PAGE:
Trenches and excavations are dug on the majority of construction projects, mostly for foundations, utilities, among other purposes. When construction workers have to enter those trenches and excavations, there are a variety of hazards that exist, the biggest hazards being cave-ins. A cubic yard of soil can weigh over 2,000 pounds, nearly the weight of the average car, so without proper protections for that worker, he or she can be killed or severely injured.
In late 2016, OSHA issued a press release stating that deaths caused by trench collapse had doubled over the previous year, which was a truly unacceptable trend. There is no excuse to expose a worker to a trenching or excavation hazard and many governmental bodies have begun cracking down on those who allow that to happen on their jobsites. For example, a construction foreman was convicted of Criminally Negligent Homicide and Reckless Endangerment in 2016 after a 22 year old work was killed by a trench collapse on his jobsite.
To begin to reverse the disturbing trend of rising trenching and excavation injuries and deaths, OSHA has identified the hazard as one of their 2018 priority goals. Led by Goal Leader Loren Sweatt, Deputy Assistant Secretary for Occupational Safety and Health and Deputy Goal Leader Dean McKenzie, Director, Directorate of Construction, OSHA aims to “increase trenching and excavation hazards abated by 10% compared to FY2017 through inspections and compliance assistance at workplaces covered by the Occupational Safety and Health Administration” by September 30, 2019, per the Department of Labor’s (DOL) Agency Priority Goals website.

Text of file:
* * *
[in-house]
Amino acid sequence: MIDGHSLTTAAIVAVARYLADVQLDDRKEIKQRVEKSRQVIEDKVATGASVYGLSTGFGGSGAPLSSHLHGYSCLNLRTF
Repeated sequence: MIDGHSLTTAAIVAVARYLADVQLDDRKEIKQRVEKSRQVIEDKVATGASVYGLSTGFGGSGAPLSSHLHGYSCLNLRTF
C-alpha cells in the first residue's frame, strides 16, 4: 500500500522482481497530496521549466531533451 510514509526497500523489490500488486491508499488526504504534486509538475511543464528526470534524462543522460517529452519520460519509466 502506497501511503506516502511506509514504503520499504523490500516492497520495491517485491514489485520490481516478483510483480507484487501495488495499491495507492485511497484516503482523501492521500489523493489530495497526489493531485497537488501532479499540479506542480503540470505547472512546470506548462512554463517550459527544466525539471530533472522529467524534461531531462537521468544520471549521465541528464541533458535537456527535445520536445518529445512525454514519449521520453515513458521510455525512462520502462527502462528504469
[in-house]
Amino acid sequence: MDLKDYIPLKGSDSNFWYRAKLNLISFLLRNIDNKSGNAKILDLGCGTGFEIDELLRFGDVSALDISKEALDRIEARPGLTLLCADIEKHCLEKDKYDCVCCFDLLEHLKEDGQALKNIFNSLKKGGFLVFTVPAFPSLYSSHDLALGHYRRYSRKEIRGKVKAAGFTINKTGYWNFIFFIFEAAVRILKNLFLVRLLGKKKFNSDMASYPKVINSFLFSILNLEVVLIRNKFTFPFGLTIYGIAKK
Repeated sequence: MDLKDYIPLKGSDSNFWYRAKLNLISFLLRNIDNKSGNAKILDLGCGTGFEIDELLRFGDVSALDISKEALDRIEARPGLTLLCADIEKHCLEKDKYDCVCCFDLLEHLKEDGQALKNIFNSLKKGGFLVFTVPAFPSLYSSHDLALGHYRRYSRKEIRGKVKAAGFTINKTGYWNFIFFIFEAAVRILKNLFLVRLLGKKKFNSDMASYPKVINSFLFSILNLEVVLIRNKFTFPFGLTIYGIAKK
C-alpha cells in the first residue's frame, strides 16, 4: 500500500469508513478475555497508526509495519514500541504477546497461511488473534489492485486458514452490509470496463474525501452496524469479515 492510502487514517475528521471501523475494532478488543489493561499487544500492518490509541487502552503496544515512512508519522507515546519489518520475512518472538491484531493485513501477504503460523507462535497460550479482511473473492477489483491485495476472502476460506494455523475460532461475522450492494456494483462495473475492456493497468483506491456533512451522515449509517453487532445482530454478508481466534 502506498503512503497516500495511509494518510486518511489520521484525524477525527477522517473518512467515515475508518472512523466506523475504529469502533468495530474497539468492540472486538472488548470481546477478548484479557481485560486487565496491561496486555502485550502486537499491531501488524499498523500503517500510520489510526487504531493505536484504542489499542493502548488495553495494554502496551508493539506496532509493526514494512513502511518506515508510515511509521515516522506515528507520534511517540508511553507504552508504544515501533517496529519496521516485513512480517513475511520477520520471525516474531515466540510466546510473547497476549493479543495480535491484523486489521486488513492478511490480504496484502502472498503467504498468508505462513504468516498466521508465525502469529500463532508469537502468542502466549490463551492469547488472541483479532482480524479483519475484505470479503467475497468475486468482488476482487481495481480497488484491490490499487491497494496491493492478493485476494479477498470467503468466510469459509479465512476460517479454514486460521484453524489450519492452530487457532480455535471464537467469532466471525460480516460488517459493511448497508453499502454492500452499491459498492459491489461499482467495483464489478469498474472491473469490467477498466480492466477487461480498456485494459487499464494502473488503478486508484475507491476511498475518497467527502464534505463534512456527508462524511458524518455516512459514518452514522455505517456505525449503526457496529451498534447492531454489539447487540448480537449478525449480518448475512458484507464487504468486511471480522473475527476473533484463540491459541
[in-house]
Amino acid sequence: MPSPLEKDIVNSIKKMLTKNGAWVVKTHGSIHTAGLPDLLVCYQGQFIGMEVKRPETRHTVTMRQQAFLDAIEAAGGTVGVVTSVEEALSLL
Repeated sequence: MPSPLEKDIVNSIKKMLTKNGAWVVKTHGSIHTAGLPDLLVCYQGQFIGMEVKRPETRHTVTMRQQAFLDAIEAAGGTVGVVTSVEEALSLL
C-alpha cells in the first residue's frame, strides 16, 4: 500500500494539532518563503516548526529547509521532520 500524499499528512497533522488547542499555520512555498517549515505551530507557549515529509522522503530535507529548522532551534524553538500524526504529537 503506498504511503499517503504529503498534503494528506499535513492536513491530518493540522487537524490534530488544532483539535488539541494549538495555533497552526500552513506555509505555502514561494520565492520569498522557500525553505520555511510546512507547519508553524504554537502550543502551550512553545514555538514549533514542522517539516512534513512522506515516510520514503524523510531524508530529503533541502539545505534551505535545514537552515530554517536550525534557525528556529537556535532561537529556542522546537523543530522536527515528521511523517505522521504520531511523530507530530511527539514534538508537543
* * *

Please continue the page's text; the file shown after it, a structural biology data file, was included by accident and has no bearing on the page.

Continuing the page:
In addition to what sounds like a higher emphasis on inspecting jobsites with open excavations, OSHA also plans to “issue public service announcements, support the National Utility Contractors Association’s 2018 Trench Safety Stand Down, update online resources on trench safety, and work with other industry associations and public utility companies to create an effective public-private effort to save lives,” according to their email newsletter.
OSHA is also currently working on updating their directive titled “Special Emphasis: Trenching and Excavation,” which was originally released in 1985.
In addition to Trenching and Excavation Hazards, the DOL also plans to focus on combatting the opioid epidemic and expanding apprenticeship programs for job creation, both of which are greatly affecting the construction industry currently.